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Post Murdering Foreign Leaders and International Law; from Ric Mauricio
Created by John Eipper on 09/11/17 4:41 AM

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Murdering Foreign Leaders and International Law; from Ric Mauricio (John Eipper, USA, 09/11/17 4:41 am)

Ric Mauricio writes:

Forgive me for asking, but isn't it against international law for a government (any government) to sanction the killing of foreign leaders?

Bin laden, by the way, as in JE's example, was not a foreign leader of any country. In fact, I believe he would fall under the category of combatant, which of course, would make his killing legal.

I believe that many of the names that Edward Jajko mentioned (10 September) would also come under the category of combatants or war criminals.

Saddam Hussein and Gaddafi were leaders of their respective countries, so those would be quite murky in terms of international legality.

JE comments:  The prohibition on killing foreign leaders in wartime doesn't make tactical sense--or does it?  Why are the common folk expected to die for their countries, while the leaders receive immunity?  (Granted, WWII changed this.)  Is it a legacy of royal families and elites carving out a "gentlemen's agreement" for themselves?  One (late) example:  in 1918, Wilhelm II was allowed to go into a comfortable exile.

How about this question for argument's sake:  since the Head of State is also the Commander-in-Chief, doesn't that make him/her a combatant?


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  • Assassination, "Decapitation Strikes," and International Law (Istvan Simon, USA 09/12/17 7:33 AM)
    Of course killing foreign leaders in time of war is not against International Law.  (See Ric Mauricio, 11 September.) That would be completely absurd. On the contrary, clearly the leaders of all countries are legitimate targets of war and should be targeted if it is thought that it would shorten the war.

    Tens of millions of lives would have been saved if Hitler were killed, say, in 1940. President Reagan very clearly targeted Gaddafi when we bombed his palace. He narrowly escaped, but members of his family died in the attack. Admiral Yamamoto has been already mentioned. We tried to kill Fidel Castro a number of times and it would have been absolutely great if we succeeded, and by the way would have been great for the cause of freedom and for the Cuban people that his odious regime enslaved.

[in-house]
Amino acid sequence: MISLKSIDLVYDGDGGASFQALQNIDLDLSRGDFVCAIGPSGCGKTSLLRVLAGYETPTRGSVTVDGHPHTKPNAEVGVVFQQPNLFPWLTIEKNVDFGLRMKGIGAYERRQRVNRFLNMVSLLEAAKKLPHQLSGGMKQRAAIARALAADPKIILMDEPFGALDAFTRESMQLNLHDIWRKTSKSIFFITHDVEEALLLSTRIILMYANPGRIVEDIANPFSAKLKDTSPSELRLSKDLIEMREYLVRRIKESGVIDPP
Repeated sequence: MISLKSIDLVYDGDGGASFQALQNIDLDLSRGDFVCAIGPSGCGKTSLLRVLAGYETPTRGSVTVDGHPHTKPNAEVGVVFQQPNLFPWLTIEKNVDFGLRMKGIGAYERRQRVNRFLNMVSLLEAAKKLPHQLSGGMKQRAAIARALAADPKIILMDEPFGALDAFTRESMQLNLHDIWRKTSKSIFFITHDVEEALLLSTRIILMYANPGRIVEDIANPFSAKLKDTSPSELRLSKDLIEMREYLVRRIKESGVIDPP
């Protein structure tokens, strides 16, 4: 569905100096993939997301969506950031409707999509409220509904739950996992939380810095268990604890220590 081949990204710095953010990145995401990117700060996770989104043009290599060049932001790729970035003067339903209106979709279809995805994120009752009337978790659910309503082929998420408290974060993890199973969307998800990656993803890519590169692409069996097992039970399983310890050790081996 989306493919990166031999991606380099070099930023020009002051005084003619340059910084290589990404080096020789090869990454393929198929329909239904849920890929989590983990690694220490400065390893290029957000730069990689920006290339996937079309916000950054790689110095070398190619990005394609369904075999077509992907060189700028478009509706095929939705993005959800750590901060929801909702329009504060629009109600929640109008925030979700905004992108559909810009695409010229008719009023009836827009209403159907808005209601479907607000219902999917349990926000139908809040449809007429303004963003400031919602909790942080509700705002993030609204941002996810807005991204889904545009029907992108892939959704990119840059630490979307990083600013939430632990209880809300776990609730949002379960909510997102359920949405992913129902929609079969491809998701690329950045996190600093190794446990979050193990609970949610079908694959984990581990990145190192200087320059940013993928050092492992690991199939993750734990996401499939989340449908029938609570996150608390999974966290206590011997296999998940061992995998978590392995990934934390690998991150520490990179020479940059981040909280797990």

JE comments:  If the US does it, does this mean it's (internationally) lawful?  Who can walk us through the murky legal territory of government-level targeted killing?  Istvan mentions Fidel Castro.  The US was never at war with Castro.


    My layperson's Googling reveals that several presidents, beginning with Gerald R. Ford, issued Executive Orders to explicitly prohibit "assassination."  So as so often with the law, it's a question of semantics.  Who is a combatant?  When are we at war?  Clearly a declaration of war is not a necessary precondition.

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    • Our Assassins: Joint Special Operations Command (Timothy Ashby, South Africa 09/13/17 3:30 AM)
      In 1984 I worked for an Arlington, Virginia-based company called Management Logistics International (MLI). In latter years I've been bemused by its similarity to the fictional agency called "Technical Operations Support Activity" (TOSA) in Frederick Forsyth's 2013 novel The Kill List. WAISers who've read the book know that TOSA's mission was to track, find, and kill those so dangerous to the United States that they are on a document known as the Kill List.

      Our ostensible mission was to travel to countries within our regional specialties (mine was Latin America and the Caribbean) to conduct security reviews and "crisis management training" exercises (which even then were focused on counter-terrorism) at US diplomatic missions. We always traveled with small teams (usually four personnel) of very tough soldiers belonging to the Joint Special Operations Command (JSOC). When we went to Latin America these teams consisted of Hispanic NCOs who at that time were all Vietnam veterans. They infiltrated the countries (Colombia, Uruguay, Peru, Ecuador, etc.) under our "official" cover, then disappeared for a few days until near the end of our mission, after which they exfiltrated with our civilian team.


      I got to know some of the JSOC men quite well. When they joined us on the last day before leaving the host country we would go out to bars and night clubs until the wee hours. After more than a few drinks, they would talk about their mission, assassinations. Without going into detail, I know from other sources that they were not boasting to impress me and my colleagues. While the JSOC men said that they were killing "bad guys"--narcotraficantes, etc.--I am fairly sure that they also eliminated political opponents that threatened (or that the US government in its wisdom, thought were threatening) national governments friendly to the USA. I had my first TS clearance at the time and in reading country reports found an interesting correlation between mysterious deaths and disappearances of communists, political dissidents and drug lords with the timing of our missions.


      One day I'll tell you an amusing story about how our team was shadowed in Quito, Ecuador, by a team of poverty stricken Cuban Dirección General de Inteligencia team.  (No--the JSOC lads didn't kill them!)


      JE comments:  Tim--you have material for your next novel!  As a Hispanist, I'm curious about how US Latinos could infiltrate, say, Uruguay or Colombia.  By accent and behavior, they would still stick out as foreigners.